They Had Had Too Much

The day the women had had enough will be remembered. 

I believe, after the dust settles and the men get over themselves, we will come to revere the anniversary of the Women’s Rebellion.  For years people have spouted that famous proverb  “When sleeping women wake, mountains move.”

We have awakened.  We are woke.   And we have had quite enough thank you very much.

Photo by Gayatri Malhotra on Unsplash

I was proud to be with the women of my town on what began as a sleepy Saturday, August afternoon.  Congress made their announcement, timed for the weekend so as to escape the news cycle.  During the dog days of summer when they thought we were sleeping.  It was my birthday and I thought,, “How dare they!”  HOW fucking DARE THEY.  And I don’t use that word.  But I used it a lot that Saturday. 

On my birthday.  To make such an announcement.  I was not surprised, but I was outraged.  I hadn’t considered that all of womanhood would be as incensed. 

My ire knew no bounds and my grandmother noted my Irish eyes were flashing.  Hers were as well.  She’d been outraged for a good 80 of her 92 years.  “We are going backwards,” she said.  How dare they.  My heartbeat rocked at a frenetic pace with the flashing of my eyes.  A strobe light of rage.

We felt the need to get out of the house and so we did.   Headed to town in my car, dusty from our dirt road.  I vowed to wash it.  I tend to clean when angered.  Rage cleaning, I called it.

But a funny thing happened on the way to town.  I began noticing cars full of old women and young women and girls.  All headed in the same direction.  Some of them began honking.  Rolling down their windows and waving their fists. 

We formed a line.  One by one, the cars fell into formation.  Horns blaring.  As we passed houses, women saw us, grabbed their keys, and joined us.  Word was spreading fast.  We reached the downtown area. The riverfront park where concerts and festivals were held.  Convenient parking.

Oh yeah, we parked, and then we marched.

I don’t remember who began the chant.

We are women!  We are mad!   We are women!  And won’t be had.

Now one would think that the men would have had the forethought to get out of the way.  But, oh no.  the majority of them lined the streets waving their fists and chanting Back to the Kitchen.  Back to the Bedroom.  Back to  Where You Belong.

Some men joined us.  Precious few.  But they were there.

My husband was not one of them.  He had disappeared.  But I knew.  He was somewhere chanting the loathsome words.

It was the death knell of our marriage.  It was the death knell of society as we knew it.

Gasoline had been poured on smoldering cinders and then the men had foolishly tossed in fresh wood.

Yes, we will revere this day.  Every year we will remember the Women’s Rebellion and the changes the revolt provoked.  Our daughters and granddaughters and their daughters will hold memorial marches – victorious.  And the little ones will be taught the history.  All of it, so it never happens again.

A Perfect Breakfast

Livia had been up for hours already.  She’d done a load of clothes, unloaded the dishwasher, and had been in the garden cutting daffodils to set in a vase on the kitchen table.  Looking out the window at the sunrise it occurred to her she should be hungry. 

Mornings without Greg were difficult and she was aware she filled them with activity to keep from thinking.  But the sunrise caught her attention and she allowed herself to remember.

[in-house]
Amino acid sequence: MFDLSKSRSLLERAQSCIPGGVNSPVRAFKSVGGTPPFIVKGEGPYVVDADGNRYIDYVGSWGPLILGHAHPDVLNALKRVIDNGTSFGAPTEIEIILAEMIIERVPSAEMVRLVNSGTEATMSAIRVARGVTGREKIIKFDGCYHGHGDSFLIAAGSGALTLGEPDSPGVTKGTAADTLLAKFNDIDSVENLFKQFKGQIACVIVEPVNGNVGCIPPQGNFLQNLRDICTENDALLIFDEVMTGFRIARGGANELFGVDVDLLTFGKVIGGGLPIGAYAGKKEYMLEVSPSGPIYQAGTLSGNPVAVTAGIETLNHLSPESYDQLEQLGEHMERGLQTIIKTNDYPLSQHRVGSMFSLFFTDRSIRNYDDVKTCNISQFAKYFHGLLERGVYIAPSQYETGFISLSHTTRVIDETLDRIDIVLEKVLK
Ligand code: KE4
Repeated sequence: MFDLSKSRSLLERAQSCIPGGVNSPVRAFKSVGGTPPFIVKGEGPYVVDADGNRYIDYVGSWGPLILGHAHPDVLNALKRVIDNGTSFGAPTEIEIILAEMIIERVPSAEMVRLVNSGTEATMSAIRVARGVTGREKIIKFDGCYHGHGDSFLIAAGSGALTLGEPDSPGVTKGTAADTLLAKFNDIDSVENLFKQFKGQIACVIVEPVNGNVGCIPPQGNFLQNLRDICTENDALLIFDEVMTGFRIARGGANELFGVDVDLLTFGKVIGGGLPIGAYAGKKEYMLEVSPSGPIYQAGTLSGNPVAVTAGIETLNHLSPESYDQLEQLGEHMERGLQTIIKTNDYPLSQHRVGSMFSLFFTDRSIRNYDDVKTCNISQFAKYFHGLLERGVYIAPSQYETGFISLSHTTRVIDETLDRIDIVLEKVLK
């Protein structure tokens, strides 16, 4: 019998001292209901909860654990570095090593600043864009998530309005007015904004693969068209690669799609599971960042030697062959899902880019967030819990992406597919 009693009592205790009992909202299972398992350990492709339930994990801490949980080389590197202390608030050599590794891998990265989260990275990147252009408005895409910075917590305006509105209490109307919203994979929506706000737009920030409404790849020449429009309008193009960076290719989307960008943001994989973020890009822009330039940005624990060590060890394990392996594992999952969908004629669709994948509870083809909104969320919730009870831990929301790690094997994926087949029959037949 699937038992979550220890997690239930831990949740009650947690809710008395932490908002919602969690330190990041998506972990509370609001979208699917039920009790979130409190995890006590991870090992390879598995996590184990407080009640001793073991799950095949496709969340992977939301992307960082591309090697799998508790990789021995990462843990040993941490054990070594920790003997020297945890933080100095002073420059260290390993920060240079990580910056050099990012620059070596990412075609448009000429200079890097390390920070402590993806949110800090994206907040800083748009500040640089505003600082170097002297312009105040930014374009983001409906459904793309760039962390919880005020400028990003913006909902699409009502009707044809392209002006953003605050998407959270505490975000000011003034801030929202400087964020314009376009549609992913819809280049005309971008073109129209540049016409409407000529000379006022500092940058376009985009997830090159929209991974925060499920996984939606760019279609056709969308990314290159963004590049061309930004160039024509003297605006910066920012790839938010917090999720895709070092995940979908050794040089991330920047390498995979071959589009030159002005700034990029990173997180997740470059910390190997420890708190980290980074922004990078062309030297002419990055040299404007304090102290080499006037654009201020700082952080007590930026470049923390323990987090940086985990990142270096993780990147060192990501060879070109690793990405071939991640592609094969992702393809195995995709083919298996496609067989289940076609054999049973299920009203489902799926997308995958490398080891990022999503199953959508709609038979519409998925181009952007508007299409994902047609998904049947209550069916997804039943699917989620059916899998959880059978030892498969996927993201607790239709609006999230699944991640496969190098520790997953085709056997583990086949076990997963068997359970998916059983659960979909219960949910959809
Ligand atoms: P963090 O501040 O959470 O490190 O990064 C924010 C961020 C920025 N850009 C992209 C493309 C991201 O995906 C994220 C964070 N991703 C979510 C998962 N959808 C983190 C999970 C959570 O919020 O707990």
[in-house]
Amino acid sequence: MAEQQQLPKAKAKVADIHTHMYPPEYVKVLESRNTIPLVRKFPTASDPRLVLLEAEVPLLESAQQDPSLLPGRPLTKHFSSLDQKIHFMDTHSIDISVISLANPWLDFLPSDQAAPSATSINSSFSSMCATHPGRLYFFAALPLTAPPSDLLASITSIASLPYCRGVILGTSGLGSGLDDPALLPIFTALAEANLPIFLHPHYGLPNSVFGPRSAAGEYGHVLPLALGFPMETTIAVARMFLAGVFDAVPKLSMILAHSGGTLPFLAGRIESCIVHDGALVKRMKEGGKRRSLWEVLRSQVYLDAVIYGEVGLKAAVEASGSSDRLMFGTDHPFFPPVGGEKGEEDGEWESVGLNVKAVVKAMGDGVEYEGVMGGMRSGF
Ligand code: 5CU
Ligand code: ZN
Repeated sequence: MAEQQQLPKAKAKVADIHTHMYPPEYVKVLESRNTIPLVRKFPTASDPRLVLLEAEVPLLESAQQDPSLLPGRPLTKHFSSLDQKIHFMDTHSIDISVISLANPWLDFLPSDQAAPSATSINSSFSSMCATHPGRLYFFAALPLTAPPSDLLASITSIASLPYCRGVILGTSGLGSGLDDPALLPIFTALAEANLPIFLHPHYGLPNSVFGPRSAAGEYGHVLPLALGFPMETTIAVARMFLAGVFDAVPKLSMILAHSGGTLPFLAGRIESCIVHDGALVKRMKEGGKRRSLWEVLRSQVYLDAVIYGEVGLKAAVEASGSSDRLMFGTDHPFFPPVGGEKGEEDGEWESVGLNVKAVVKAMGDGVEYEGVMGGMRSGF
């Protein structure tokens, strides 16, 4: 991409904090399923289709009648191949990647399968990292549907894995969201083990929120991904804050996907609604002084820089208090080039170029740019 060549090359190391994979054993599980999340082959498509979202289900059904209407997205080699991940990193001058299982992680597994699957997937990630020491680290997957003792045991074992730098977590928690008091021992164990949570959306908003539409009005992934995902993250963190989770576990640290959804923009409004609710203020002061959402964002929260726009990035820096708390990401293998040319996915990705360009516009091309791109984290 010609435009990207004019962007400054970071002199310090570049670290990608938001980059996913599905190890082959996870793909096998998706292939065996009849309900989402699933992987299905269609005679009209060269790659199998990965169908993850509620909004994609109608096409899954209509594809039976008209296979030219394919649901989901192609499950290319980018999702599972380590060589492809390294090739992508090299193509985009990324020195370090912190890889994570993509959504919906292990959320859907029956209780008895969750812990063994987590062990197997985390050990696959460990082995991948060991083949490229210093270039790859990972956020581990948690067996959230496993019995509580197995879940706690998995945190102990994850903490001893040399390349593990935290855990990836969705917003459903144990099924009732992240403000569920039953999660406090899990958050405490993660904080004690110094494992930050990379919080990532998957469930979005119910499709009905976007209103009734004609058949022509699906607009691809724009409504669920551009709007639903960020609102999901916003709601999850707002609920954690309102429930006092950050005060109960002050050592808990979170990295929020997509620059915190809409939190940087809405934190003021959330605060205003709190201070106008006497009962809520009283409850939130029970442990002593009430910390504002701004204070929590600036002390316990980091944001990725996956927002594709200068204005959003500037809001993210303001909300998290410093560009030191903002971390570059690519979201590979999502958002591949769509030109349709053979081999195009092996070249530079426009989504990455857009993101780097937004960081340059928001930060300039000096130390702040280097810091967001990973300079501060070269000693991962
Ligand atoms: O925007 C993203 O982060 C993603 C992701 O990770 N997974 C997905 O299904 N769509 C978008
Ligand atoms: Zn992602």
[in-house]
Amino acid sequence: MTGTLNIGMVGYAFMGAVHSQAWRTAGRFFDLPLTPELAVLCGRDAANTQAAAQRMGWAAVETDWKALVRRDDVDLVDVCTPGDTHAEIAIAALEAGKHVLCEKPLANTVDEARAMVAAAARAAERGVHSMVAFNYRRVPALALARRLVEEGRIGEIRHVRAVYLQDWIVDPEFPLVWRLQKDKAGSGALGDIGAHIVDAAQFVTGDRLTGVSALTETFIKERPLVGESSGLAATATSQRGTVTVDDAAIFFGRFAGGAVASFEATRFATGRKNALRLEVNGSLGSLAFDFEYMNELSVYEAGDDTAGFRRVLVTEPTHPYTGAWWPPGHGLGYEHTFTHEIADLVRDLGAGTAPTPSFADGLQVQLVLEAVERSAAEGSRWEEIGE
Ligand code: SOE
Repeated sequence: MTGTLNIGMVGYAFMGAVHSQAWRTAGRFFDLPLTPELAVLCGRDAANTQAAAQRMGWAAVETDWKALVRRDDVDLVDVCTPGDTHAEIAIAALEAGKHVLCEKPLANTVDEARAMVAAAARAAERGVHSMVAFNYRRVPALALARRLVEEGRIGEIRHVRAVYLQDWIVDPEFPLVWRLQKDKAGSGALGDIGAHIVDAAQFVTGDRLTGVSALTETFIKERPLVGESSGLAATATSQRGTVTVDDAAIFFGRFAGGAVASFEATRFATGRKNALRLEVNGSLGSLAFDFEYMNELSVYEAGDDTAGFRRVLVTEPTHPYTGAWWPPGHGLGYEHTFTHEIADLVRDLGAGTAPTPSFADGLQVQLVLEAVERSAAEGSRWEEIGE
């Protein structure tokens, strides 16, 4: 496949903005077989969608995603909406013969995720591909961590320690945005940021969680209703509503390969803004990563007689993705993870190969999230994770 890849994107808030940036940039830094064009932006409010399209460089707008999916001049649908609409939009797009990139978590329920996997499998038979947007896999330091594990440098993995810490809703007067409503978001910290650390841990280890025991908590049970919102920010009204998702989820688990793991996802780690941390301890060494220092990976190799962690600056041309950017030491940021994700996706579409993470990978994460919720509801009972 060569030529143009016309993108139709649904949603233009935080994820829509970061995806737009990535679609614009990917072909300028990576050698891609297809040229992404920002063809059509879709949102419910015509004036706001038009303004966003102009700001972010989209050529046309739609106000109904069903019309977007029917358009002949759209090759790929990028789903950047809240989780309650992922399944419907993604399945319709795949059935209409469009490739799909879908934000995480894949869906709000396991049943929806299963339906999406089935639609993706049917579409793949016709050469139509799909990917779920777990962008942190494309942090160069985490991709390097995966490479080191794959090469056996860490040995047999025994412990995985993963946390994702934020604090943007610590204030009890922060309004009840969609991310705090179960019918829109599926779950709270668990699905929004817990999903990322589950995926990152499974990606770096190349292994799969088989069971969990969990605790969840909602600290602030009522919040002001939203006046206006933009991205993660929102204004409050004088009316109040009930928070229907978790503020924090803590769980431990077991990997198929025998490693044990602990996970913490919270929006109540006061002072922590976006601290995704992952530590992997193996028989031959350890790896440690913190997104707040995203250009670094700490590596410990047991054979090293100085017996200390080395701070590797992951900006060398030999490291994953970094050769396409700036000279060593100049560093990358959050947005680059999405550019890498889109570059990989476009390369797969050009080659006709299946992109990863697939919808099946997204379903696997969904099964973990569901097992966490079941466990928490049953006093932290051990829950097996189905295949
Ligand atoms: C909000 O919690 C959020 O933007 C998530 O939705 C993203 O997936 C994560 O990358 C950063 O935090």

Photo by Edgar Castrejon on Unsplash

Sunday.  Today was Sunday.  Greg would be in the kitchen separating eggs, slicing chives, and grating gruyere.  Opening the refrigerator to get the heavy cream, he would burst into song.  Probably an aria she wasn’t familiar with.  His love of opera confounded her. 

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Appalachia was in the greening.  That time in early spring when the green leaves on the trees were so slight, so new, so small, that they were more of a green haze than a green bower.

The greening on this April day was superb.  The sky was the blue of a robin’s eggs with air so clear and so clean it was like Thanksgiving crystal before the feast.

With the revival of the garden, the greening, came the realization that winter was over.  Happiness flooded Charlotte’s heart.  On her knees, she pulled weeds from around the irises, making room for the hollyhocks to begin their biannual ascent.  “I am blissful,“ she said aloud.  She grinned though there was no one in the garden to see her or hear her.  

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Mourning Doves

What stage of grief is it when mourning doves are cooing and the soft morning air carries the sound to me in my bed. That sound. What stage of grief is that sound?

Photo by Stefan Gogov on Unsplash

When I was twelve, my mom sent me to the store for lettuce. I can’t remember why, but I didn’t ride my bike. It was six blocks. And very hot. The heat surprised me. It was crystal clear and not humid, but the heat was oppressive. It lay on my body like a boulder. I pretended I was trekking through the desert in search of the Holy Grail. In my mind, so very fertile in those days, I saw myself on my knees croaking, “Water, water.” It was so hot.

I bought the head of lettuce and the bag boy put it in a full-size, brown paper bag. The sweat of my hands left large blotches on the paper. It seemed much too large. He embarrassed me when he said, “Can I carry that to your car, ma’am?” He did it just to be mean. I flushed, and he and the cashier laughed. I knew them both from the school bus – they were two of the high school kids that picked on the rest of us.

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